Top 10 Reasons For Extreme Couponing


If you begin any subject matter with the adjective “extreme”, then a particular kind of thought is probably going to form in your mind – and probably not nice thoughts. Add the extreme tag to the fairly mundane and generally ignored practice of couponing and a smirk, if not a full blown out laugh, might be your first response.

Extreme couponing?! Really?!

Yep, and let me tell you; these folks don’t mess around. Extreme couponers have taken coupon use to a whole new, unprecedented level. So much so, that there is even a television show (titled Extreme Couponing, of course) that chronicles these folks. With couponing on the public radar, here are the top 10 reasons people engage in the ‘sport’ of extreme couponing:

10. Why Not?

As on lady put it, “Why wouldn’t I do it?” It’s hard to argue with her. Once folks learn about the benefits – particularly the immense savings – that come with extreme couponing, it becomes difficult to at least not investigate the matter a little more thoroughly. Who wouldn’t want to walk out of a store with several hundred or thousands of dollars of groceries for only a few bucks? That alone makes the endeavor worthwhile. Throw in the other benefits on this list, and you would think someone would be insane NOT to be involved in extreme couponing. Unfortunately, extreme couponing takes a lot to time and effort, and most of us are lazy. It takes considerable dedication to make it work- and extreme couponing does work folks; it’s the real deal.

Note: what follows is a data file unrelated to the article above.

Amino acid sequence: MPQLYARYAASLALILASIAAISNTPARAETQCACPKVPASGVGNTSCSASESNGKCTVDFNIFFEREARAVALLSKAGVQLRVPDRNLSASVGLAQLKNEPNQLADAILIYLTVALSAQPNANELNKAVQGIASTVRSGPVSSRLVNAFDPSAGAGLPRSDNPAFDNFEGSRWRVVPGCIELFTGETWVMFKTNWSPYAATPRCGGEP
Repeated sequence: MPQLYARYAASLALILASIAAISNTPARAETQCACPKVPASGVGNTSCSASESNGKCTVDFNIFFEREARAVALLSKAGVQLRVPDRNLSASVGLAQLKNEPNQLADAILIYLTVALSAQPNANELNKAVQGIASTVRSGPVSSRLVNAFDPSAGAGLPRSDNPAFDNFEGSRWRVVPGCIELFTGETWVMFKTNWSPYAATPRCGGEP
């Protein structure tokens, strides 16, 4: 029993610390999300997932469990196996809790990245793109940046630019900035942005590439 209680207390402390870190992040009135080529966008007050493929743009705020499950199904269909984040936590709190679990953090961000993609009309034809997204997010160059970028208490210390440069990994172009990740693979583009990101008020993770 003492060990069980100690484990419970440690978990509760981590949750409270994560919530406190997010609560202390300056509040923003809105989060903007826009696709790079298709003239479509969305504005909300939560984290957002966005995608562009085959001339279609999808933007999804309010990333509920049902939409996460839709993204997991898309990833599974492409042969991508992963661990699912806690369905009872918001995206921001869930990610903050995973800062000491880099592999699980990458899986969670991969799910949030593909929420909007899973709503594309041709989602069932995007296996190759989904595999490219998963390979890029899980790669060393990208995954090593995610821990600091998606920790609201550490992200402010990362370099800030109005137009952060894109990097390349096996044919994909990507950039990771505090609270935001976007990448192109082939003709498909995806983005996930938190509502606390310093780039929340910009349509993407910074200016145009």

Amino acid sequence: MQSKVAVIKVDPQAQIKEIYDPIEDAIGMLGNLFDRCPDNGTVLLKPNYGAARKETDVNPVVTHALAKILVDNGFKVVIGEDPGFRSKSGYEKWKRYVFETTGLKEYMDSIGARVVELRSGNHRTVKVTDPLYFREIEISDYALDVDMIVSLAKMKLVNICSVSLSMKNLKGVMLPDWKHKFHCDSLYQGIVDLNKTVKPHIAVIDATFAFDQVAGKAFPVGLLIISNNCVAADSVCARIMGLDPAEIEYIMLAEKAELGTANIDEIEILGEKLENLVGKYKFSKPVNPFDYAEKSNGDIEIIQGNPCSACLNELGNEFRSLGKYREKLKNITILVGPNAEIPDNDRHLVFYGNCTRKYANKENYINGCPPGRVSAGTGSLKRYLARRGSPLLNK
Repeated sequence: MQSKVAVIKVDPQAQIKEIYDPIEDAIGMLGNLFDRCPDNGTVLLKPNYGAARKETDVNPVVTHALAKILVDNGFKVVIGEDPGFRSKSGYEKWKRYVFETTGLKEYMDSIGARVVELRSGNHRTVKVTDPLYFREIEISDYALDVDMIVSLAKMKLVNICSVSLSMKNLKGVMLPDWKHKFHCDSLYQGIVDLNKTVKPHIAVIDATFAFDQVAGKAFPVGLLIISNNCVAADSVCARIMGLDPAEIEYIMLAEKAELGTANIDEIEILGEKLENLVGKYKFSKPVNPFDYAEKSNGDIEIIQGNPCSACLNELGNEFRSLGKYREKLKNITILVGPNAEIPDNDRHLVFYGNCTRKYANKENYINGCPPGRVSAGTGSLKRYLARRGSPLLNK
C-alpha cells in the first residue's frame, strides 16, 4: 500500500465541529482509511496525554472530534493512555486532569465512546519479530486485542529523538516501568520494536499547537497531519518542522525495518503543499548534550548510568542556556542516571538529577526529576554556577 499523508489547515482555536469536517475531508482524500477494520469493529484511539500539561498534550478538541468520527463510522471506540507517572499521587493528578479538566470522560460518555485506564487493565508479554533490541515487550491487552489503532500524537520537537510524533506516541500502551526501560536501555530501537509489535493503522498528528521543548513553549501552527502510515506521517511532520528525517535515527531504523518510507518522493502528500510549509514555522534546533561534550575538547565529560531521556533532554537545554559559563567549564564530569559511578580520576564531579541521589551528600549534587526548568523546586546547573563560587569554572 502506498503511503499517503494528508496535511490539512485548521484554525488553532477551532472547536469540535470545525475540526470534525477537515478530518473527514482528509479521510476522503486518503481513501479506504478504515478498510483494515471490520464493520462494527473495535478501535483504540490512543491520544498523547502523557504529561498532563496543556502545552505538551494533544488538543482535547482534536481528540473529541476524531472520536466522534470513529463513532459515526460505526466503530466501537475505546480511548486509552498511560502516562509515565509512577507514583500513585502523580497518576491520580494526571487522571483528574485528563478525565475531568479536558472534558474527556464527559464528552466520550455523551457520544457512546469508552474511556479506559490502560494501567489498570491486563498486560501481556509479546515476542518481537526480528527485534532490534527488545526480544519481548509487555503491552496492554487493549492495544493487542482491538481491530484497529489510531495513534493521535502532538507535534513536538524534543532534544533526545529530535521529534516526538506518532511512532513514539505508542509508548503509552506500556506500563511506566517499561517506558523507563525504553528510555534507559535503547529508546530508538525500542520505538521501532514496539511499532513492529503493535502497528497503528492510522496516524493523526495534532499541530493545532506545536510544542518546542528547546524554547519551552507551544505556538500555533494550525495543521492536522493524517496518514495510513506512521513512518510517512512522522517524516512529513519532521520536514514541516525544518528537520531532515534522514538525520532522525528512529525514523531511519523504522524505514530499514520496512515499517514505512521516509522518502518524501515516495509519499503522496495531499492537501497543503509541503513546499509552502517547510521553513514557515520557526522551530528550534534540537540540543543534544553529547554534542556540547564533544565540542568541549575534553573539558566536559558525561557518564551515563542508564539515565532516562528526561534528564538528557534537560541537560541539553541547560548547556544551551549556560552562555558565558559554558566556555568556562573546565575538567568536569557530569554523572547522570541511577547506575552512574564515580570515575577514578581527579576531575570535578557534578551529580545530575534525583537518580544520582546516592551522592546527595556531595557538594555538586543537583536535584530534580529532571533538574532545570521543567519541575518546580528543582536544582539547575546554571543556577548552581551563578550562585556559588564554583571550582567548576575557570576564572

9. It’s Fun

Simple and yet the truth – extreme couponing is fun! Most extreme couponers realize all the benefits that result in couponing. Yet, their primary reason for engaging in this activity is simple and to the point – they just enjoy doing it. For many, it gives them a purpose in life – after all, saving the family a generally significant expense is a worthwhile endeavor. There is a satisfaction that comes with being useful and productive. There is also the joy that comes with being successful after putting in hours (and hours) of work to achieve a goal. It takes quite a bit of organizational skill to pull off extreme couponing. It’s so much more than just clipping out coupons from the paper. There is a whole process that has to be mastered to make it work. If you’re passionate about what you are doing, then you probably realize a joy as well.

8. Hoarding

You know, they have a show dedicated to folks who hoard as well. Well, if you have that particular addiction, then extreme couponing is right up your alley. Virtually every extreme couponer has a stockpile of merchandise on hand in their homes. Its par for the course considering the number of products that accumulate to realize the best savings. But really, why does the single woman in her late 40s really need several hundred bundles of pampers and baby formula if she has no children? For some extreme couponers, it’s all about the accumulation of stuff. They just like to see their stockpile grow, and grow and grow…you get the idea. Some of these folks have stockpiles that are valued at $15,000 – $20,000! That is a lot of soap and beef chunks!